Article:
Commemorating the UN’s Universal Declaration of Human Rights

These are my opening comments, with a couple of additions, for the Indiana Center for Middle East Peace’s annual Commemoration of the United Nations Universal Declaration of Human Rights.

The Keynote Speaker for this year’s program was US Congressman, the Honorable Andre Carson, Indiana’s 7th District.

On January 6, 1941, President Franklin Roosevelt spoke before Congress, presenting a simple and eloquent vision of a nation dedicated to what he called “The Four Freedoms”:

  • Freedom of speech and expression, the best defense against the corruption of democracy;
  • Freedom of worship, our shield against the forces of bigotry, intolerance, and fanaticism;
  • Freedom from want, a commitment to erasing hunger, poverty, and pestilence from the earth;
  • Freedom from fear, a freedom dependent on collective security with the creation of the United Nations.

In 1946, appointed as a delegate to the United Nations by Harry Truman after her husband’s death, elected chair of the UN’s Human Rights Commission, and primary author of Universal Declaration of Human Rights, Eleanor Roosevelt believed it hypocritical that Americans would commit themselves to fighting overseas for the Four Freedoms while not dealing with racial discrimination in the United States.

She had committed her life advocating for equal rights for African-Americans, women, and labor. For Eleanor Roosevelt, human rights meant civil rights, those fundamental rights to food and shelter and an education, as well as the right to vote. Because this was the 1940’s, she had to first convince her own country that economic and social and cultural rights were included in universal human rights. Even after the Universal Declaration was passed, she had to debate with the American Bar Association and critics in the South that civil rights are human rights. None of this happened without a fight – that’s my point. Because even now 73 years later, we are fighting the same fight:

  • If there’s a fundamental right to food, that means that the United States has a moral responsibility to feed every person; and
  • If it’s a fundamental right to be treated freely without discrimination, then what about voter suppression and other Jim Crow laws?
  • And if there is a right to education, then what about the government’s commitment to free and equal education for every child, every child in America?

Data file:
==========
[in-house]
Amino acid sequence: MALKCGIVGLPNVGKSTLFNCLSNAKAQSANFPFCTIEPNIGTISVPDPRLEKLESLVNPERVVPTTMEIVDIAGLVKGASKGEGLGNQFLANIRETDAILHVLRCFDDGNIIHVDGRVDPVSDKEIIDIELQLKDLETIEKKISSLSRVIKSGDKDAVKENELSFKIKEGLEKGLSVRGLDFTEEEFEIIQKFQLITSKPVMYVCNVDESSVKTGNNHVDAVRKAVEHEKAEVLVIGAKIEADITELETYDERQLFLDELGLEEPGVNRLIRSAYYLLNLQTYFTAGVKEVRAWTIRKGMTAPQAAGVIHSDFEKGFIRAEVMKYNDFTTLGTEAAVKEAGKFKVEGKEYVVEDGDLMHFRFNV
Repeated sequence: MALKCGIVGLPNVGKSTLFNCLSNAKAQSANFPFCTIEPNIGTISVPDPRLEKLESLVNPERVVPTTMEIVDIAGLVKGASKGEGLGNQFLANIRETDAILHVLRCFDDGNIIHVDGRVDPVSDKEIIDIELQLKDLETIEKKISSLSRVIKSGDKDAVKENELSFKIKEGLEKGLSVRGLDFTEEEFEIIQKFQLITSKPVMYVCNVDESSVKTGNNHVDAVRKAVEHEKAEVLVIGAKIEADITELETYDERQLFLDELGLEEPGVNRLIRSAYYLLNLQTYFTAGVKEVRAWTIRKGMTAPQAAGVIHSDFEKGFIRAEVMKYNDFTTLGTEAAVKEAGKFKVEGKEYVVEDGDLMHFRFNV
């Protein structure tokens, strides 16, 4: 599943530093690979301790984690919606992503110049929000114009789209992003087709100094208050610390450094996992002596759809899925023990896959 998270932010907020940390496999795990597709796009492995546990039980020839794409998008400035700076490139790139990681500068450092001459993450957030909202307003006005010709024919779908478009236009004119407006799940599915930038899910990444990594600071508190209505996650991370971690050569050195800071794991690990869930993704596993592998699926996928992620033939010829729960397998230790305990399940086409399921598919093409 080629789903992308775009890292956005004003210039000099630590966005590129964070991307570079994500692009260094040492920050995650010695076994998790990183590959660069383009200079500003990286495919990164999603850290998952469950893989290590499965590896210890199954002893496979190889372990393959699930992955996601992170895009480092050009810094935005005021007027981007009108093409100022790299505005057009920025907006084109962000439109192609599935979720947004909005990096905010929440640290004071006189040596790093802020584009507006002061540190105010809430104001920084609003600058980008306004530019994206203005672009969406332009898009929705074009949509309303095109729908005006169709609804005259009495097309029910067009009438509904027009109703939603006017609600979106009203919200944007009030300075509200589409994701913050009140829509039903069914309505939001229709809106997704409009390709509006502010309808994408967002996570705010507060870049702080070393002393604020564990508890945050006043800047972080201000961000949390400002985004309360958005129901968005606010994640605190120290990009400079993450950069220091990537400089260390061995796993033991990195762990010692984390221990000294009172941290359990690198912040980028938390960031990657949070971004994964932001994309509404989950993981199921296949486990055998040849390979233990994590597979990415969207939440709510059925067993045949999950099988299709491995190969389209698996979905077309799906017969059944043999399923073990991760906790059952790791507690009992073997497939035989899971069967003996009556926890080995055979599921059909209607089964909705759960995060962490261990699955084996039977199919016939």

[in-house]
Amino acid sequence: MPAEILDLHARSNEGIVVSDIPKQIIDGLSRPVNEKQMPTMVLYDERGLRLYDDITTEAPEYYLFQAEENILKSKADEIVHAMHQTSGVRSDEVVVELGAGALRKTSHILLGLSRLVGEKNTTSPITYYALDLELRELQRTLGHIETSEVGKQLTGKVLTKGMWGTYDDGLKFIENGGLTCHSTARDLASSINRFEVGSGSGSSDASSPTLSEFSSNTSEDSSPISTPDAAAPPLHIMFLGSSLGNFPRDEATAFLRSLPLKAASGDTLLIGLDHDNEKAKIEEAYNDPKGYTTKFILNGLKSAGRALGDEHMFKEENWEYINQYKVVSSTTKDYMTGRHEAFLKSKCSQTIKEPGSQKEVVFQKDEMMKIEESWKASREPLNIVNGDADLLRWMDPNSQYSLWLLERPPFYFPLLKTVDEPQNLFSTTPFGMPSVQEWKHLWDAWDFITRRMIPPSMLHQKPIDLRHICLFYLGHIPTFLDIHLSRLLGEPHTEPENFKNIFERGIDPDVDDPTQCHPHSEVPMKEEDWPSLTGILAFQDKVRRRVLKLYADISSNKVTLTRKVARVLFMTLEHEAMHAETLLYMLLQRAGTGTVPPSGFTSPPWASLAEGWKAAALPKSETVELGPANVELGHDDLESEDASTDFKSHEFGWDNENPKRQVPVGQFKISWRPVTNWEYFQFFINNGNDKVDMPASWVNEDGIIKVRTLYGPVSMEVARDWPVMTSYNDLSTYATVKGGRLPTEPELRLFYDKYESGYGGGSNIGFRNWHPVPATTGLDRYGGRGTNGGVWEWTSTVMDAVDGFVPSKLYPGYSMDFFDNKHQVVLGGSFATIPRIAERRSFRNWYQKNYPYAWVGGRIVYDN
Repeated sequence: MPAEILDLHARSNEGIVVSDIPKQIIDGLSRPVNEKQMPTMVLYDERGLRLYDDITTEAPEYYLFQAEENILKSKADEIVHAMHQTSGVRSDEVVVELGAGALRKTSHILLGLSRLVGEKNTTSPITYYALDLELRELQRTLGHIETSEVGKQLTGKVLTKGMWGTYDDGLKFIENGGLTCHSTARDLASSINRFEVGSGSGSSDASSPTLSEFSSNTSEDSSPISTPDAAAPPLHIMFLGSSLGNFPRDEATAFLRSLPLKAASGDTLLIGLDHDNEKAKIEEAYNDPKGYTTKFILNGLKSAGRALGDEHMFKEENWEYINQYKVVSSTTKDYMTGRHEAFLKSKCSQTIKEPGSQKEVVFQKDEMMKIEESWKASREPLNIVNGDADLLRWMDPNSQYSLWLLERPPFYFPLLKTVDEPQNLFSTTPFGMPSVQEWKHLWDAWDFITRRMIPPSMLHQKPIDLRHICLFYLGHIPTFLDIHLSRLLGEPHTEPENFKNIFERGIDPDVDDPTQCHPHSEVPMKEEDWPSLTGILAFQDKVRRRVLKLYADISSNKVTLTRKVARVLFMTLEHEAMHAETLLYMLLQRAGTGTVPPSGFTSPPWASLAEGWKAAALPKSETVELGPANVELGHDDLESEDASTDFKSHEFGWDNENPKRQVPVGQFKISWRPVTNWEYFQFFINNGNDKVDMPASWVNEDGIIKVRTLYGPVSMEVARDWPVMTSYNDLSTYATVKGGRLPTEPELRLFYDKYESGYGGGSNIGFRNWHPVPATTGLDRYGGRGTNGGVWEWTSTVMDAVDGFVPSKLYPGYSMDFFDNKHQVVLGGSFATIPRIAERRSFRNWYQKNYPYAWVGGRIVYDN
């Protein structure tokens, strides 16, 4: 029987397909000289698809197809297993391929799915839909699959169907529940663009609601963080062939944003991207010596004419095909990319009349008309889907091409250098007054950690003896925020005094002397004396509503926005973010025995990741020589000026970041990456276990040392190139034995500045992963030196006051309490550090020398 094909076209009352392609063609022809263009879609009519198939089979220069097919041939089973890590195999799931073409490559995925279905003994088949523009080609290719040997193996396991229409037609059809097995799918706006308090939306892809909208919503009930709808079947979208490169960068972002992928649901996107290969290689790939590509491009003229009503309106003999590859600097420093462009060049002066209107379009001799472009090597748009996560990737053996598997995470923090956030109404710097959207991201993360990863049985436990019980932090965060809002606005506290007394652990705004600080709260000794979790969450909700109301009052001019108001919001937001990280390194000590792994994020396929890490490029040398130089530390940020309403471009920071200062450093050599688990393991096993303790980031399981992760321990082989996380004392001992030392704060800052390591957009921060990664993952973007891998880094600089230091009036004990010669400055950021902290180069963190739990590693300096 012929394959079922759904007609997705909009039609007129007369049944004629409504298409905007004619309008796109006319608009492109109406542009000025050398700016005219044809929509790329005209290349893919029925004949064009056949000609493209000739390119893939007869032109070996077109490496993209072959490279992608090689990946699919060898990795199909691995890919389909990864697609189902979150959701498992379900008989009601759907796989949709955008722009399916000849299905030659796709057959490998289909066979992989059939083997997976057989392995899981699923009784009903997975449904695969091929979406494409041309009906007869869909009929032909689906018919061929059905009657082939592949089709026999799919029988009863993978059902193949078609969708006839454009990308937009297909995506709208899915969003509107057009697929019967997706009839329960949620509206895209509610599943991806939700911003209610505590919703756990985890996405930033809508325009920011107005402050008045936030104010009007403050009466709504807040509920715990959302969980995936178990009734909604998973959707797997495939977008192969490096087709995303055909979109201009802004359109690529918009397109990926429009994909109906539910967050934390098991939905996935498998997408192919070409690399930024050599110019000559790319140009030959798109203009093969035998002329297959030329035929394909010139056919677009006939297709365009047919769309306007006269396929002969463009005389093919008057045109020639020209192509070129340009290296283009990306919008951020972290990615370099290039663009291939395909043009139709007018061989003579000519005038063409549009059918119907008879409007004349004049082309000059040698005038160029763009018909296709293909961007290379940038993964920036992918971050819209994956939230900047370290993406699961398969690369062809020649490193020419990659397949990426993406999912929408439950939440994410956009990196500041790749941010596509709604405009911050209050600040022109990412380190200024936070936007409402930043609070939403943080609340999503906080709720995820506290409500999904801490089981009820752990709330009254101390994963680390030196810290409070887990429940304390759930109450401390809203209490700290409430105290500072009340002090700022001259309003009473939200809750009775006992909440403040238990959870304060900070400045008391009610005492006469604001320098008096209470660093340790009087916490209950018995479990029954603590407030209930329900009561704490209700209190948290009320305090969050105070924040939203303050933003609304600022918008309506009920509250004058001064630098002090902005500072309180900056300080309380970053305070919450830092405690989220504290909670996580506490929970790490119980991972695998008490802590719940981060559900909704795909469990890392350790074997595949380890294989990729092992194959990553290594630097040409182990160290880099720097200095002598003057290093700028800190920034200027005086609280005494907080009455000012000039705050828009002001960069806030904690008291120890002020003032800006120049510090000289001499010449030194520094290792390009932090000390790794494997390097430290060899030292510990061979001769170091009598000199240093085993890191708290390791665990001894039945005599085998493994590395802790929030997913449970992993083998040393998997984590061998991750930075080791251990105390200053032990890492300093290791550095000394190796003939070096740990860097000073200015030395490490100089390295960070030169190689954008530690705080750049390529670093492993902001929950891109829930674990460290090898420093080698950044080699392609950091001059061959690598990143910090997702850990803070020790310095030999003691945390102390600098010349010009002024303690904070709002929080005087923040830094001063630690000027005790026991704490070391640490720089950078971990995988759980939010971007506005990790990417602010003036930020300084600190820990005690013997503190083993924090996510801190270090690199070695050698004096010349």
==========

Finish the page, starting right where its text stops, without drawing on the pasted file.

Each religious faith will have their own understanding based in their own theologies and philosophies. But the Universal Declaration is exactly what it says it is – “universal.” It understands the inherent dignity of every human being simply because of their humanity.

So, in addition to the Universal Declaration, I’m also mindful that:

  • on December 4, just a week ago, was the 54th anniversary of Martin Luther King announcing the Poor People’s Campaign;
  • on November 29, just a couple of weeks ago, the United Nations also commemorated The International Day of Solidarity with the Palestinian People;
  • the John Lewis Voting Rights Act, passed the House of Representatives by a slim 7 votes, failed in the Senate, so still needs our advocacy;
  • and today, over 80,000 Afghan refugees are being resettled around the country, 700+ in Indiana, 75 in Fort Wayne;

We’re in this together. So, as our friends at the Committee for a Just Peace in Israel and Palestine, based in Chicago, put it, we must build on our intersectional identities:

 I am an anti-racist, so I support Palestinian rights.

 I am a feminist, so I support Palestinian rights.

 I am pro-labor, so I support Palestinian rights.

 I am queer, so I support Palestinian rights.

 I am an environmentalist, so I support Palestinian rights.

The work continues. Our work continues. Our work continues together.

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